February 29, 2024

By Laurie Stiegelmeier

The Sioux Falls St. Vincent de Paul Society is expanding its services with a second thrift store. The current store and warehouse have been operating at or above capacity for several years. 

“As the community grows, the need for more store space has been acknowledged, as well as additional need for those who enjoy the thrift shopping experience,” Donna Edwards, president of the St. Katharine Drexel Conference, said. “Safety for storage of excessive items is also a concern. An additional store will help fill currently unavailable services on the west side of the city.”

The new 25,000-square-foot store and warehouse will also house a training center for Vincentian volunteers. While the thrift store is staffed by employees, volunteers who belong to a church or group of churches form conferences. A council is made of leadership from the conferences who come together monthly to discuss the needs in the conferences and how to meet them. The council also gives guidance to two special works of the society: the thrift store and the Holy Innocents Ministry, which offers diapers at no charge to eligible individuals.

“The councils also discuss spirituality and formation, which is core to the St. Vincent de Paul Society,” Cathy Crisp, president of the Sioux Falls District Council, said. “Spiritual growth is important in these three pillars: individual spiritual growth, growth within the conference, and the spirituality the volunteers take into the homes they serve.”

According to Donna, the existing St. Vincent de Paul Thrift Store on Cliff Avenue has been a prosperous asset. Profits from the sales of previously owned clothing and household items are given back to the seven St. Vincent de Paul Conferences—five in Sioux Falls, one in Yankton and one in Watertown. These funds are used to assist those who request help, and adding another store will increase revenue to support conference ministries.

A mission of service

The society is an international Catholic organization that, with the guidance of the Holy Spirit, serves those in need. The society not only strives to alleviate immediate needs, but it also works with individuals and families to identify key causes of their poverty, to potentially eliminate it in the future, Donna said.

“The Society of St. Vincent de Paul serves anyone regardless of race, creed or social background,” Donna said. “They often partner with community agencies by referring friends in need to appropriate services. Financial aid for rent, utilities and transportation are the most frequent requests; food, clothing, diapers, and hygiene items are also high-need resources that are offered.”

She explained that pairs of Vincentians meet with families in their homes to provide privacy, trust, and to allow assessment of the environment. To provide hope and reduce stress, time is spent in prayer and encouragement.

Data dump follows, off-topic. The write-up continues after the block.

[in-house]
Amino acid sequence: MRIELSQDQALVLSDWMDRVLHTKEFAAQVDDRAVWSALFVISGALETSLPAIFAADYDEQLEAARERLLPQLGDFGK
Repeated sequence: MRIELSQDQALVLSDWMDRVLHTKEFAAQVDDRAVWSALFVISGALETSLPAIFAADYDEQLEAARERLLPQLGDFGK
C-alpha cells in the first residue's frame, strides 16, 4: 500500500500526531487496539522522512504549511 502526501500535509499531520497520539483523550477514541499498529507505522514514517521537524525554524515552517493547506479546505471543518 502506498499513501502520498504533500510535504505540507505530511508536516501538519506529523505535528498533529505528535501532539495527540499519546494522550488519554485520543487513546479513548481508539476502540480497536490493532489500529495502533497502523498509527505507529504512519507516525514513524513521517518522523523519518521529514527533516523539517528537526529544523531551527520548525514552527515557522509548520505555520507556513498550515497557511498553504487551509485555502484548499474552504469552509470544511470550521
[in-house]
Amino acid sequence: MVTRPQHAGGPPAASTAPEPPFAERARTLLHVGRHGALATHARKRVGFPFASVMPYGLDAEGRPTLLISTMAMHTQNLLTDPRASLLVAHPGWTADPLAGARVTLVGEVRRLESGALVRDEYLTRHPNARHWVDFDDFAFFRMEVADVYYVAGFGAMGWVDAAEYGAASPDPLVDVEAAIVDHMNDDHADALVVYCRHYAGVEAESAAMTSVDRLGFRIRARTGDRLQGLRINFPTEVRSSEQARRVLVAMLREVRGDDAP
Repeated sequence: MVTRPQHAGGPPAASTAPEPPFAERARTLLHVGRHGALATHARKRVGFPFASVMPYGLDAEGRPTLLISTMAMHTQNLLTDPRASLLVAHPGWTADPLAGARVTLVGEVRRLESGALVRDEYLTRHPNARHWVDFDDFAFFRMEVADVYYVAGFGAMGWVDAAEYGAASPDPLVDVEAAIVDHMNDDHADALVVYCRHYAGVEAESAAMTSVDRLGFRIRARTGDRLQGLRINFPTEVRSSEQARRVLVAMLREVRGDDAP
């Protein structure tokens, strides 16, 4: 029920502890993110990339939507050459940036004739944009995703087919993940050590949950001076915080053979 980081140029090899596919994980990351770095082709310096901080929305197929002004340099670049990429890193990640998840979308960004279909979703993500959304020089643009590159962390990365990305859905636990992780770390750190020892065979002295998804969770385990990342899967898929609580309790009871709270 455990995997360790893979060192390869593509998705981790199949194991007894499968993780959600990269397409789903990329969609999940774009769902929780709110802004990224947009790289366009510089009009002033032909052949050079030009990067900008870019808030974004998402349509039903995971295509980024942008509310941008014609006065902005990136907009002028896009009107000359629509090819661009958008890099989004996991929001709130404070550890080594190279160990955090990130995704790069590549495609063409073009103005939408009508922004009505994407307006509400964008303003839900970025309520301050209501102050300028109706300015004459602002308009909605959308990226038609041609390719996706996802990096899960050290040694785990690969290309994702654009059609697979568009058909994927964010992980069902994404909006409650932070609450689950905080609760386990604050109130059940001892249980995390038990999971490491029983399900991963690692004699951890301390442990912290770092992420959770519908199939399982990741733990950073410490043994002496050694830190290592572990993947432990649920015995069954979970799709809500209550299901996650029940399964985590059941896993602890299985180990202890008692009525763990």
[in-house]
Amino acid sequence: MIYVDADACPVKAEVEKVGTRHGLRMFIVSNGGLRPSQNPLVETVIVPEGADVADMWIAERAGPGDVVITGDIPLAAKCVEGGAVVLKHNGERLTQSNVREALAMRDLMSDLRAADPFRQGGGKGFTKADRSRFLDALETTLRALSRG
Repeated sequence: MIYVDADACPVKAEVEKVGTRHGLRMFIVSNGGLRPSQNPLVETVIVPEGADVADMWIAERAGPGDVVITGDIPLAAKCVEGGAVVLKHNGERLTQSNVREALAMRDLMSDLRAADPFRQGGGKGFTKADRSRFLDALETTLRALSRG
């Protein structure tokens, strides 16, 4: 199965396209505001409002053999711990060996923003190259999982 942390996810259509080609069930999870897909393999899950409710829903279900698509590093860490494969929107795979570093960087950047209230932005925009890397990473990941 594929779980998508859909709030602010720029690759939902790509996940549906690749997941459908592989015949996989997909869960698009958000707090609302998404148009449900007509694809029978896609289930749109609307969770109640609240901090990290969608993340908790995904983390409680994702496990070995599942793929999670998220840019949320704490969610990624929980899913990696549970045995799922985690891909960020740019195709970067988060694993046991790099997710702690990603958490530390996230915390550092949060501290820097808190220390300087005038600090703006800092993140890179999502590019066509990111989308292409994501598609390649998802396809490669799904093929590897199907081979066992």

St. Vincent de Paul is central to the society’s mission. Known as “the Apostle of Charity” and the “Father of the Poor,” St. Vincent was also named the Patron of Charity by Pope Leo XIII. Blessed Fredric Ozanam, founder of the Society of St. Vincent de Paul in 1833, recognized Vincent’s influence and dedication to the poor.

“It was only fitting that the Conference of Charity be named after Vincent de Paul,” Donna said, adding that Blessed Fredric followed in the footsteps of Vincent, addressing social justice and incorporating his beliefs of spiritual and moral support for those experiencing poverty.

“As a vocation, the society is called to follow Christ through service to those in need,” Donna said. “Vincentians utilize his spirituality and example when mentoring and evangelizing those in need of assistance. Members see Christ in the poor and the poor in Christ.”

Building on rock

In Matthew 7:24-25, Jesus says, “Everyone who listens to these words of mine and acts on them will be like a wise man who built his house on rock. The rain fell, the floods came, and the winds blew and buffeted the house. But it did not collapse; it had been set solidly on rock.”

So too, prayer at conference and council meetings has been crucial to the new building project. At the beginning, the land was blessed for worker safety during the construction project, and for a successful store.

“Like any new project, patience and faith in God has been paramount,” Donna said. “Ensuring that the timing and resources are available to initiate and see the project to completion have been given to God and St. Vincent. Individuals and resources that God has provided have been crucial to pull the project together.”

The projected opening of the new St. Vincent de Paul Thrift Store is June 2024. It will be located west of Fareway on the corner of Ellis Road and West 41st Street.

Get ready to shop—till the poverty level drops!


Laurie Stiegelmeier is active in faith formation for all ages at St. John de Britto Church, Britton/Pastorate 5. Above career and volunteer work, being a mother and grandmother is the most important and rewarding “job” she ever held.